To induce people to take its surveys, Google limits them to 10 questions. That posed a challenge for research firm Echelon Insights when it used the system to poll viewers of the early Republican primary debates last year, because there were more than 10 candidates. Since it couldn’t ask a separate question about each one, Echelon had to use a photo of the list and ask respondents to write in whom they favored.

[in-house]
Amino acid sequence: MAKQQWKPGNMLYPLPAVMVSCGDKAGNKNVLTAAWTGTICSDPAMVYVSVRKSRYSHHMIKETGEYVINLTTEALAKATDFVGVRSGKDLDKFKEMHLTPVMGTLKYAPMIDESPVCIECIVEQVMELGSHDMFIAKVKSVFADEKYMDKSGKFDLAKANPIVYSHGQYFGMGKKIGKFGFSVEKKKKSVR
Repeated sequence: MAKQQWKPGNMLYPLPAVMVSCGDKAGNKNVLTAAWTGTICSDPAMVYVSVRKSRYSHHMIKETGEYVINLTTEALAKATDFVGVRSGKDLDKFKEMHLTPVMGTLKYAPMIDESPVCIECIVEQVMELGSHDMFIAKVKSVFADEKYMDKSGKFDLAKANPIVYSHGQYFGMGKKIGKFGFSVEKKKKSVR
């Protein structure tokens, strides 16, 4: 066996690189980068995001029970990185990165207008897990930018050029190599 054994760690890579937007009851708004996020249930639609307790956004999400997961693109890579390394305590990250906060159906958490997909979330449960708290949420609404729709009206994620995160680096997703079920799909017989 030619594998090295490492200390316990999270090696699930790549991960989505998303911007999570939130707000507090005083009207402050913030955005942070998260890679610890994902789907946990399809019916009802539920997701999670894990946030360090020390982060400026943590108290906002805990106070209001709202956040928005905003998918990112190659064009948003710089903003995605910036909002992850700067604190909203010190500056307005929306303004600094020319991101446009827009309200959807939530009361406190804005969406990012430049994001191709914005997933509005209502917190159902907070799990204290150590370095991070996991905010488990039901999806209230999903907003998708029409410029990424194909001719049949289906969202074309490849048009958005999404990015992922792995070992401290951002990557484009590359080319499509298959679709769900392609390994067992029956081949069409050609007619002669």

Google guesses respondents’ demographic data, such as age and gender, based on the same browsing information it tracks for targeting ads. Responses are weighted to reflect broader demographics.In 2012, polling guru Nate Silver found Google Surveys the second-most-accurate poll in that year’s presidential election. Pew is less enthusiastic. A separate analysis by Pew the same year found that Google had gotten respondents’ gender right only 75% of the time. Pew also uncovered some quirks, such as that people who answered the surveys tended to be slightly more conservative than the general populace, and, counterintuitively, far less likely to say they looked up medical information online. Pew decided not to use the system. A Google spokesman said the technology has improved since Pew’s 2012 analysis.Pew and research firm RTI International now are analyzing the feasibility of Mr. Richards’ idea. His company, Reconnect Research, invites people to take a survey when they misdial telephone numbers or reach one that is unavailable because of some network glitch. Doing this seems to collect an evenly distributed sample that doesn’t require much weighting, said Karol Krotki, a senior research statistician at RTI. Jon Krosnick, a Stanford political-science professor, worries that most online surveys have fundamental problems. Unlike traditional phone polls, there is no master list of internet users that researchers can draw from, meaning each member of the population doesn’t have an equal, random chance of being surveyed. “You can get the proportion right, but it’s not a random sample of men and not a random sample of women,” it’s only a survey of those who happen to be online, Mr. Krosnick said. The telephone is more effective because pollsters can repeatedly call people until they eventually answer, he said, whereas online surveys sometimes are answered by people who seek them out. In an experiment this spring, Pew asked the same questions across nine online surveys and compared the results against government benchmarks from census data. Pew found major variations. While the number in online polls who said they had a driver’s license matched benchmarks, the number of respondents who said they smoked diverged widely. Also, in the online samples, respondents skewed toward low-income adults who had no children and were more likely to live alone. Estimates based on blacks and Hispanics were particularly far off from what census data showed. Stephen Ansolabehere, a Harvard professor who has studied differences between online and phone surveys, suggests sticking with the innovations.“Every new communications technology has changed the way surveys operate,” he said. “One approach is to say all these new technologies are untrusted, they’re unproven, let’s just not trust them. And the other approach is: We’ve got to figure out how to use them, because the emergence of the these new technologies is making the old ones obsolete.”